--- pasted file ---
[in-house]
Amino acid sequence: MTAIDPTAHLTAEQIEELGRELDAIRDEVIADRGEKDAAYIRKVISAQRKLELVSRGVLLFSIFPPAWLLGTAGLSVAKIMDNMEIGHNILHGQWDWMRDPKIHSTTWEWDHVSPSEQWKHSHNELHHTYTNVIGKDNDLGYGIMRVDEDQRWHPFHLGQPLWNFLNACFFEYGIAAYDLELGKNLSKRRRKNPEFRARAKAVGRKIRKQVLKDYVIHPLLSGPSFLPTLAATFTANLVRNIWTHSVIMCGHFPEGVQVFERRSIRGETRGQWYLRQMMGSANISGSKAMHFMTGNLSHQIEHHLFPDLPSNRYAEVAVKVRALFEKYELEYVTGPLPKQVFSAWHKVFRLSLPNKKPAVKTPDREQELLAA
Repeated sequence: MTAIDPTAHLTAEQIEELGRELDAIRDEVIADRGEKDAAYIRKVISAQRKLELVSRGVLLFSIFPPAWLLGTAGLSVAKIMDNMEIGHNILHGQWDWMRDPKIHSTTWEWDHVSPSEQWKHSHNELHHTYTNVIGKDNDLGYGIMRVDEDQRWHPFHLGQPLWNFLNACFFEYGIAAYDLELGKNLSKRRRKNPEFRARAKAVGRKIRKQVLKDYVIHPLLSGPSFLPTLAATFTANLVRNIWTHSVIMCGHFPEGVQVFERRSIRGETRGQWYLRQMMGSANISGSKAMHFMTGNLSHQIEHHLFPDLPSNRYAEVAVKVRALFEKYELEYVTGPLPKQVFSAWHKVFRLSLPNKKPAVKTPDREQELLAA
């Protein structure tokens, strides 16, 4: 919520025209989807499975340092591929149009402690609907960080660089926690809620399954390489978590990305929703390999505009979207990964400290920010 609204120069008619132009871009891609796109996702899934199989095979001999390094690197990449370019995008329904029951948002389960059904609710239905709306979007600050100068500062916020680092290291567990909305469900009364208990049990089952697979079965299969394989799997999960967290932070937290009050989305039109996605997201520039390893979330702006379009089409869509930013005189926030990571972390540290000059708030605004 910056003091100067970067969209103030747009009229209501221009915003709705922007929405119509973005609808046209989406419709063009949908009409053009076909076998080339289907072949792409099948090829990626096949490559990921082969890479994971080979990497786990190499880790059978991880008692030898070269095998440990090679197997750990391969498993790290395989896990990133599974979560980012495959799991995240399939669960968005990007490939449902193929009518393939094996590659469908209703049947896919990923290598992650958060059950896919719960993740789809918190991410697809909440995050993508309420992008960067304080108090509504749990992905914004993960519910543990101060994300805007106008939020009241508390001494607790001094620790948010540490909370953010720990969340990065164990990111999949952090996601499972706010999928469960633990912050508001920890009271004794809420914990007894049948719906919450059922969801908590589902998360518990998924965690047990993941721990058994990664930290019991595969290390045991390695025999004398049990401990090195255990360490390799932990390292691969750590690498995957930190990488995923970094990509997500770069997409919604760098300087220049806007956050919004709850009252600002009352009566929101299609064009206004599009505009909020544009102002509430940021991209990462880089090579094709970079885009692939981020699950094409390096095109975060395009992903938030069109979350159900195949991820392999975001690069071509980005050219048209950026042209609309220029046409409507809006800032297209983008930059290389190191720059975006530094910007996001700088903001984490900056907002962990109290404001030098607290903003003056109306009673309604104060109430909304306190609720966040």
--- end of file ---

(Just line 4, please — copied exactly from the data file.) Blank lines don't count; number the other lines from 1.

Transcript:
């Protein structure tokens, strides 16, 4: 919520025209989807499975340092591929149009402690609907960080660089926690809620399954390489978590990305929703390999505009979207990964400290920010 609204120069008619132009871009891609796109996702899934199989095979001999390094690197990449370019995008329904029951948002389960059904609710239905709306979007600050100068500062916020680092290291567990909305469900009364208990049990089952697979079965299969394989799997999960967290932070937290009050989305039109996605997201520039390893979330702006379009089409869509930013005189926030990571972390540290000059708030605004 910056003091100067970067969209103030747009009229209501221009915003709705922007929405119509973005609808046209989406419709063009949908009409053009076909076998080339289907072949792409099948090829990626096949490559990921082969890479994971080979990497786990190499880790059978991880008692030898070269095998440990090679197997750990391969498993790290395989896990990133599974979560980012495959799991995240399939669960968005990007490939449902193929009518393939094996590659469908209703049947896919990923290598992650958060059950896919719960993740789809918190991410697809909440995050993508309420992008960067304080108090509504749990992905914004993960519910543990101060994300805007106008939020009241508390001494607790001094620790948010540490909370953010720990969340990065164990990111999949952090996601499972706010999928469960633990912050508001920890009271004794809420914990007894049948719906919450059922969801908590589902998360518990998924965690047990993941721990058994990664930290019991595969290390045991390695025999004398049990401990090195255990360490390799932990390292691969750590690498995957930190990488995923970094990509997500770069997409919604760098300087220049806007956050919004709850009252600002009352009566929101299609064009206004599009505009909020544009102002509430940021991209990462880089090579094709970079885009692939981020699950094409390096095109975060395009992903938030069109979350159900195949991820392999975001690069071509980005050219048209950026042209609309220029046409409507809006800032297209983008930059290389190191720059975006530094910007996001700088903001984490900056907002962990109290404001030098607290903003003056109306009673309604104060109430909304306190609720966040």